Notre Dame (30-3, 15-1 BIG EAST Conference) was ranked No. 4 in Monday’s final Associated Press poll of the season and No. 4 in the latest ESPN/USA Today coaches poll (final poll to be released after the NCAA tournament). The Fighting Irish earned their first outright BIG EAST regular season title (and second in school history) by two games over second-place finishers St. John’s and Connecticut, and collected a school-record 12 victories over ranked opponents, including five against top-10 teams (No. 2/2 Connecticut, No. 4/4 Connecticut, No. 7/6 Duke, No. 7/9 Tennessee, No. 8/7 Kentucky, No. 12/14 Purdue, No. 13/14 Rutgers, No. 16/16 Louisville, No. 18/17 Georgetown, No. RV/23 DePaul – twice, and No. 25/RV West Virginia).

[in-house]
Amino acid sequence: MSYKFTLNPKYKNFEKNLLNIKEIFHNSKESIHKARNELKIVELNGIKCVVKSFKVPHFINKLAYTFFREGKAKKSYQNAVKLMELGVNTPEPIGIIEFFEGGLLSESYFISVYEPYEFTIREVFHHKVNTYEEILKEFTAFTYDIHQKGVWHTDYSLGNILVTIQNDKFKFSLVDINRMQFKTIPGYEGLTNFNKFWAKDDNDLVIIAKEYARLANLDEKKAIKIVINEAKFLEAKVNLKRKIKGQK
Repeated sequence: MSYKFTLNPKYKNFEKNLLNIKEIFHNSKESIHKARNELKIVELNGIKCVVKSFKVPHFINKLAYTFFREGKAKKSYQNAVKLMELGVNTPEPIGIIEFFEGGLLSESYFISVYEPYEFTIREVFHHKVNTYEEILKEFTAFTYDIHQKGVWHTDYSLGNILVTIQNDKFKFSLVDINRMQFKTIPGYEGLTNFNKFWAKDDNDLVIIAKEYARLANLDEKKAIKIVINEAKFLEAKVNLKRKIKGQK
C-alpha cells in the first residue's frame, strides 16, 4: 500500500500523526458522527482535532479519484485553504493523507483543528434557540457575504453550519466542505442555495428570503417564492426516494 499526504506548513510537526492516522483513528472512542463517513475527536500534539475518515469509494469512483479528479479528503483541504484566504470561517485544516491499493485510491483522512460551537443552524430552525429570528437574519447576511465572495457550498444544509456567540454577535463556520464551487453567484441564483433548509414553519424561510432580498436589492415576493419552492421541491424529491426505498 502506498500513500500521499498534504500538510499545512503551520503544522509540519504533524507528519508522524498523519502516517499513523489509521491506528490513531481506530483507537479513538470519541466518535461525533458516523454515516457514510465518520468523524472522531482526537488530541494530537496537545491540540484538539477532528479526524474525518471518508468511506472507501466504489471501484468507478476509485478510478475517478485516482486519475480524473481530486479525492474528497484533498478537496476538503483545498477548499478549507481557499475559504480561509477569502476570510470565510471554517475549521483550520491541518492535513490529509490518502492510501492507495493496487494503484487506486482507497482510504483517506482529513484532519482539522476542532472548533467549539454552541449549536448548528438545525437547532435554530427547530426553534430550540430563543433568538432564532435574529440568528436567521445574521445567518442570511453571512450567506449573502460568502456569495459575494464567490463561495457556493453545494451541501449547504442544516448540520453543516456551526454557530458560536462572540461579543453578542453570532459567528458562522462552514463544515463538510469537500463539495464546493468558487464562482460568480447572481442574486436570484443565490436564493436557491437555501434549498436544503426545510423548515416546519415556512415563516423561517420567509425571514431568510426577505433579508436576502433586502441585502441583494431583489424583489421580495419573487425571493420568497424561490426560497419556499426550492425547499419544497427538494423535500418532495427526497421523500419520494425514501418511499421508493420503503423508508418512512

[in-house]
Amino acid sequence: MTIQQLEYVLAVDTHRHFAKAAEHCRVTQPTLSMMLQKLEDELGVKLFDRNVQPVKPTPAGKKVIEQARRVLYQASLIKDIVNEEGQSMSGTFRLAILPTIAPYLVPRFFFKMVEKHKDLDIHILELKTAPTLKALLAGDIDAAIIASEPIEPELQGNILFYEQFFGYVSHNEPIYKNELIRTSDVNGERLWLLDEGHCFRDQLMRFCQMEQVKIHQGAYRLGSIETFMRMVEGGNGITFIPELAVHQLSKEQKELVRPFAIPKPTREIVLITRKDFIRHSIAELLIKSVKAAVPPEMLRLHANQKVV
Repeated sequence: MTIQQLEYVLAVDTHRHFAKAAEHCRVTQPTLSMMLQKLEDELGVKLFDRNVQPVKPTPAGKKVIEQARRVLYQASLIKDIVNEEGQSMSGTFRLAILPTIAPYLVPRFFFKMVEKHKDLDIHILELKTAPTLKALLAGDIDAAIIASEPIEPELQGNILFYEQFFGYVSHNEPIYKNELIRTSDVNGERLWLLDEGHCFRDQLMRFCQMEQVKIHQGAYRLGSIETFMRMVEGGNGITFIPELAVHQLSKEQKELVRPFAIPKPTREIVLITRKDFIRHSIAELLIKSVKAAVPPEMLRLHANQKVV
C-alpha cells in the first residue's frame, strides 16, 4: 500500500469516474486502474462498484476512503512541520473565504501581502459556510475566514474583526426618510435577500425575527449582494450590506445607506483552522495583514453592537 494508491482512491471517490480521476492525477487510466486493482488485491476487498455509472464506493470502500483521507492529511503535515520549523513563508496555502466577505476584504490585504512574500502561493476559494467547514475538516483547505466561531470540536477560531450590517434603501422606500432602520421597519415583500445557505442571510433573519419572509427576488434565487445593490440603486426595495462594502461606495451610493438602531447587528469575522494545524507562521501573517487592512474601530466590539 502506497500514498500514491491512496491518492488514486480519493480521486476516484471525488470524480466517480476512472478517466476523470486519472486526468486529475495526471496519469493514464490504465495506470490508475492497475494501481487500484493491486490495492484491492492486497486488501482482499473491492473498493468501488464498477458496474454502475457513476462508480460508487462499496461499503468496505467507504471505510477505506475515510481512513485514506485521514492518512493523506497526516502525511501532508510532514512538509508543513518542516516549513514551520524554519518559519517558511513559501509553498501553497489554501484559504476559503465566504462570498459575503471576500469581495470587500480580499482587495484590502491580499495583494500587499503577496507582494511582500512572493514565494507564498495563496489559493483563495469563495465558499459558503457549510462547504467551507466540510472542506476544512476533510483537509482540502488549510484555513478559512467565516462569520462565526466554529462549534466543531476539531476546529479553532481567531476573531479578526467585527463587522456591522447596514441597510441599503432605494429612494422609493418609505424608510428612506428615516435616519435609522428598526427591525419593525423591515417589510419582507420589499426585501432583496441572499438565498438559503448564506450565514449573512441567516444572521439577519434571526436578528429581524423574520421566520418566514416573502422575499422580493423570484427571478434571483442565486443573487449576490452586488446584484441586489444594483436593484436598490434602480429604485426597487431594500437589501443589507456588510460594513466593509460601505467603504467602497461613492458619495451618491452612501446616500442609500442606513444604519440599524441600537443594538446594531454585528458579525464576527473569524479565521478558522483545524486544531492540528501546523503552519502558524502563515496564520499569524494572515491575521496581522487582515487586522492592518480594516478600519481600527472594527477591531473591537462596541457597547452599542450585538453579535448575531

What’s more, Notre Dame registered nearly half of its wins (14) against teams that qualified for this year’s NCAA Championship — each of the aforementioned 10 ranked squads, plus fellow BIG EAST member St. John’s (unranked when it played the Fighting Irish, but now No. 21 in both polls), and non-conference foe Creighton. Notre Dame also defeated six programs that won either their conference regular season or tournament title — Connecticut (BIG EAST Championship), Creighton (Missouri Valley Championship), Duke (ACC regular season), Kentucky (SEC regular season), Purdue (Big Ten Championship) and Tennessee (SEC Championship).